We are glad to share the UK VAT newsletter written by our collegue Ian Marrow from Richard Luckin (www.rickardluckin.co.uk)
UK VAT Newsletter 17 February 2020
At 11pm GMT on 31 January 2020, the UK officially left the European Union. At the same time the “transition period” began. Despite the name effectively very little will change for VAT in this period.
The real changes will take place once the transitional period ends and will depend on what (if any) agreement(s) the UK has with the EU at this time. However, it’s not even certain when this will happen although the UK government has said that it intends for this to be 31 December 2020.
HMRC have withdrawn its on line portal for “Customs, VAT and Excise regulations in a no-deal Brexit” and there are now consultations about the creation of new “freeports” and Most Favoured Nation trading.
The answer’s in the post
Up to 2009 it was assumed, by HM Revenue and Customs, customers and the Royal Mail that postal charges made by the Royal Mail were exempt. However a European case ruled that contracts for mail shots, promotions, etc. which were separately negotiated were standard rated.
Although the UK law has been subsequently amended many customers have sought to recover VAT on pre 2009 supplies even though the Royal Mail believed it was making an exempt supply and did not issue tax invoices.
Two approaches have been taken. The first was to insist that Royal Mail issue tax invoices for these supplies. This case has been rejected by the High Court. The other approach (for the VAT to be recovered without reference to a tax invoice) has reached the UK Supreme Court. Here HMRC has agreed that during the transitional phase (see above) an unclear matter can be referred to the European Court. Such a referral was a duty of the courts before 31 January 2020, but HMRC have not given an opinion as to whether this is still a duty or just an option.
Grants still available
HMRC have announced that grant funding for businesses that complete customs declarations now have until 31 January 2021 to apply for grant funding to help them increase their capacity to do so.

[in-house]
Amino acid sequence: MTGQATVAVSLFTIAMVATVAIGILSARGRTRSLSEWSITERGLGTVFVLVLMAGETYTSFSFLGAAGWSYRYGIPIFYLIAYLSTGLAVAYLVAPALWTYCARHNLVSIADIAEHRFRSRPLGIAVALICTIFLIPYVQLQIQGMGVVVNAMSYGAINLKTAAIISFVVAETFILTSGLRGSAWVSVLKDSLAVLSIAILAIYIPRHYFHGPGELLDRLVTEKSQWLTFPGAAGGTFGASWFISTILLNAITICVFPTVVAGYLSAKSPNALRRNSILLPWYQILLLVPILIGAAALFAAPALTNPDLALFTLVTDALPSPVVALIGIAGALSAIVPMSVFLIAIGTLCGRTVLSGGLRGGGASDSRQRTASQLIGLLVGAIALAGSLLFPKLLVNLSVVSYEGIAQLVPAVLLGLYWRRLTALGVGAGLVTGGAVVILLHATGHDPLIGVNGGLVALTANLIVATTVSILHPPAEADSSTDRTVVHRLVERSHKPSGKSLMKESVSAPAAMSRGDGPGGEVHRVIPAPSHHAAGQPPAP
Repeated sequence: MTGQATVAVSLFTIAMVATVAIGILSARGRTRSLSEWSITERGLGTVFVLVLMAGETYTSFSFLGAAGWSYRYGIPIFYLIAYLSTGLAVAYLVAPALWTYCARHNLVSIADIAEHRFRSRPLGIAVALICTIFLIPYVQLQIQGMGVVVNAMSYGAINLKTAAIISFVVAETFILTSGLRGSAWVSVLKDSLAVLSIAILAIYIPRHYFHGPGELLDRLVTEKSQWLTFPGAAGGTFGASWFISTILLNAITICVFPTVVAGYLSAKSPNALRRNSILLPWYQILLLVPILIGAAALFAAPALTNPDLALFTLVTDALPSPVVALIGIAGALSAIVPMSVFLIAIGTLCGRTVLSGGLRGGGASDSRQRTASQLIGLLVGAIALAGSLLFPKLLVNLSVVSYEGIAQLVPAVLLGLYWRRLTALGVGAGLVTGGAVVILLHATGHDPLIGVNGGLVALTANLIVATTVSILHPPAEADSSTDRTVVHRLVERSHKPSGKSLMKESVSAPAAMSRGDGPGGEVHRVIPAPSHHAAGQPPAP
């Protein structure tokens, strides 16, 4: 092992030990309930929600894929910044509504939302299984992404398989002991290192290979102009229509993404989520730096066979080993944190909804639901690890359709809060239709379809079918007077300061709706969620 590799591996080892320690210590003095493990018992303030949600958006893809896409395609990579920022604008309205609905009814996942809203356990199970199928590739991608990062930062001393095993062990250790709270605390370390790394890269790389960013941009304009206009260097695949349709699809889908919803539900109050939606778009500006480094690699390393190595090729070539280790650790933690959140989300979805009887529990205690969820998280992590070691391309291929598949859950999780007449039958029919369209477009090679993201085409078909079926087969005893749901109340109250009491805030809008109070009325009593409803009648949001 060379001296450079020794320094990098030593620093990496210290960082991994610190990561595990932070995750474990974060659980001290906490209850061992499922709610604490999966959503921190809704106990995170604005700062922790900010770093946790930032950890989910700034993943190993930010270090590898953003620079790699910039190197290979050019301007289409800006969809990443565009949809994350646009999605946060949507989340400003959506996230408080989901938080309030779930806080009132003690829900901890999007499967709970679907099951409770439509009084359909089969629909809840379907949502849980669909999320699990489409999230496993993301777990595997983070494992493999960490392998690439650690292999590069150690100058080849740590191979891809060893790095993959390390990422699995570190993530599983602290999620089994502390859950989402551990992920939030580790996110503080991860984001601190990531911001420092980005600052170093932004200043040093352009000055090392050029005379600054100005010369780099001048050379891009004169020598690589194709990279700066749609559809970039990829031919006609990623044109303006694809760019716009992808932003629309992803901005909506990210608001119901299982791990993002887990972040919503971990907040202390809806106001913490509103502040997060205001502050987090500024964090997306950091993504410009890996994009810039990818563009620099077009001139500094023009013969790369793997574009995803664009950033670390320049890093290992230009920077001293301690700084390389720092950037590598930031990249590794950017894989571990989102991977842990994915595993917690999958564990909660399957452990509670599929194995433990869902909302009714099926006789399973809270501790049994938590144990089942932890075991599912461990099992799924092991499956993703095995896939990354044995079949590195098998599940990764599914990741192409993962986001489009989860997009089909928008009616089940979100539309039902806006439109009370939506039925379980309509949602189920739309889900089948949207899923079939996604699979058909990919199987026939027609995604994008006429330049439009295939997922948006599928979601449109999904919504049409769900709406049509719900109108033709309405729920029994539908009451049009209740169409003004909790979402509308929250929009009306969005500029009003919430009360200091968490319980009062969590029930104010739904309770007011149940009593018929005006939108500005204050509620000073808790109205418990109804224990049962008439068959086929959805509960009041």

Businesses can get funding for the following:
- training to assist a business to complete customs declarations and processes
- IT improvements to assist business complete customs declarations more efficiently
Businesses that want to apply for funding should not contact HMRC, but can apply online at https://www.customsintermediarygrant.co.uk/
A couple converted a commercial building into a dwelling intending to use it as their holiday home or permanently relocating. However, due to family issues they decided to stay in their current house and let the property as a holiday home. Although it was let from July 2017 the local authority did not issue a Notification of Acceptance until April 2018. The D-I-Y claim was submitted in May 2018.
HMRC rejected the claim on two counts, firstly that the property was used for business purposes, secondly the claim was out of time, submitted more than three months after the first occupation.
The Tribunal ruled it was the honestly held intention not to use the property for business purposes when it was built. The three most important things for a property are location, location, location, and so it is here. The property was in Scotland. Under Scottish property law it is illegal to live in a building that has not received a Notification of Acceptance. Therefore, the claim was made in time as the legal completion of the building occurred in April 2018.